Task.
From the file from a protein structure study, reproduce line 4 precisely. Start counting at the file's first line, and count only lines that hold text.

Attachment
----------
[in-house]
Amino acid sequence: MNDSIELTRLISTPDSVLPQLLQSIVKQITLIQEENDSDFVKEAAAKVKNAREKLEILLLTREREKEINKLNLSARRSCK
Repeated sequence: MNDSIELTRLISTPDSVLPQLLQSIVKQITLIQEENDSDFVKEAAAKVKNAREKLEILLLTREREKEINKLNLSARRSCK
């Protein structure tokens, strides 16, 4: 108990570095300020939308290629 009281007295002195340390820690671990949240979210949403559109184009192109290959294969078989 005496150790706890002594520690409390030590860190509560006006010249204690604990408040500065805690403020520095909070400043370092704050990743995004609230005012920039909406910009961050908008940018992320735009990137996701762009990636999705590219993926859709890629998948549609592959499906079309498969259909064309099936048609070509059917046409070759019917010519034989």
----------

């Protein structure tokens, strides 16, 4: 108990570095300020939308290629 009281007295002195340390820690671990949240979210949403559109184009192109290959294969078989 005496150790706890002594520690409390030590860190509560006006010249204690604990408040500065805690403020520095909070400043370092704050990743995004609230005012920039909406910009961050908008940018992320735009990137996701762009990636999705590219993926859709890629998948549609592959499906079309498969259909064309099936048609070509059917046409070759019917010519034989």